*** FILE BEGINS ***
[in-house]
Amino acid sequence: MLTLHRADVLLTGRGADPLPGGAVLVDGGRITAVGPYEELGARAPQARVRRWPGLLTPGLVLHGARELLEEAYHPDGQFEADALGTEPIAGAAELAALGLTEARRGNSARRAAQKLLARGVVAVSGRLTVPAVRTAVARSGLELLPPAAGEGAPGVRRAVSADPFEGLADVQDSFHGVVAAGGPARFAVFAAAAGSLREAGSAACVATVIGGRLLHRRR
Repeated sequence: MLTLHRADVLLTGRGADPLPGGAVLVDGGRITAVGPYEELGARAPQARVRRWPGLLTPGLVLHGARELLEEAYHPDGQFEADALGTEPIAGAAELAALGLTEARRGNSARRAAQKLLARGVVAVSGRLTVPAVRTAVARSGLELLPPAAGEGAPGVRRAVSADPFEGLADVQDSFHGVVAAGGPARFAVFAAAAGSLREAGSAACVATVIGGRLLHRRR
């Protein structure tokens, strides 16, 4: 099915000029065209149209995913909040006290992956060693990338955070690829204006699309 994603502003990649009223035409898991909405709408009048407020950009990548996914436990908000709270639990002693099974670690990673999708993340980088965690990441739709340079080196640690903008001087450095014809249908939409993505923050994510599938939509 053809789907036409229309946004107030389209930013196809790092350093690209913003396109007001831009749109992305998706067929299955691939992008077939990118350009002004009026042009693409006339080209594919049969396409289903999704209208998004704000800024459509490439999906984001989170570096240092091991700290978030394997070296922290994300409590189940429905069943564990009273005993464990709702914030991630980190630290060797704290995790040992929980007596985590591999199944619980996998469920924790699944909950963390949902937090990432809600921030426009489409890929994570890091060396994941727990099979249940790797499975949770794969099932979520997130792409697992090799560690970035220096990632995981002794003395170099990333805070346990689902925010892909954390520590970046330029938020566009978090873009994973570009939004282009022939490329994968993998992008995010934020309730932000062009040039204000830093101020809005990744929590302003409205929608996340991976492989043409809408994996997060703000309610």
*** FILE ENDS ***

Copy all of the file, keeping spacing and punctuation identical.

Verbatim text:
[in-house]
Amino acid sequence: MLTLHRADVLLTGRGADPLPGGAVLVDGGRITAVGPYEELGARAPQARVRRWPGLLTPGLVLHGARELLEEAYHPDGQFEADALGTEPIAGAAELAALGLTEARRGNSARRAAQKLLARGVVAVSGRLTVPAVRTAVARSGLELLPPAAGEGAPGVRRAVSADPFEGLADVQDSFHGVVAAGGPARFAVFAAAAGSLREAGSAACVATVIGGRLLHRRR
Repeated sequence: MLTLHRADVLLTGRGADPLPGGAVLVDGGRITAVGPYEELGARAPQARVRRWPGLLTPGLVLHGARELLEEAYHPDGQFEADALGTEPIAGAAELAALGLTEARRGNSARRAAQKLLARGVVAVSGRLTVPAVRTAVARSGLELLPPAAGEGAPGVRRAVSADPFEGLADVQDSFHGVVAAGGPARFAVFAAAAGSLREAGSAACVATVIGGRLLHRRR
């Protein structure tokens, strides 16, 4: 099915000029065209149209995913909040006290992956060693990338955070690829204006699309 994603502003990649009223035409898991909405709408009048407020950009990548996914436990908000709270639990002693099974670690990673999708993340980088965690990441739709340079080196640690903008001087450095014809249908939409993505923050994510599938939509 053809789907036409229309946004107030389209930013196809790092350093690209913003396109007001831009749109992305998706067929299955691939992008077939990118350009002004009026042009693409006339080209594919049969396409289903999704209208998004704000800024459509490439999906984001989170570096240092091991700290978030394997070296922290994300409590189940429905069943564990009273005993464990709702914030991630980190630290060797704290995790040992929980007596985590591999199944619980996998469920924790699944909950963390949902937090990432809600921030426009489409890929994570890091060396994941727990099979249940790797499975949770794969099932979520997130792409697992090799560690970035220096990632995981002794003395170099990333805070346990689902925010892909954390520590970046330029938020566009978090873009994973570009939004282009022939490329994968993998992008995010934020309730932000062009040039204000830093101020809005990744929590302003409205929608996340991976492989043409809408994996997060703000309610």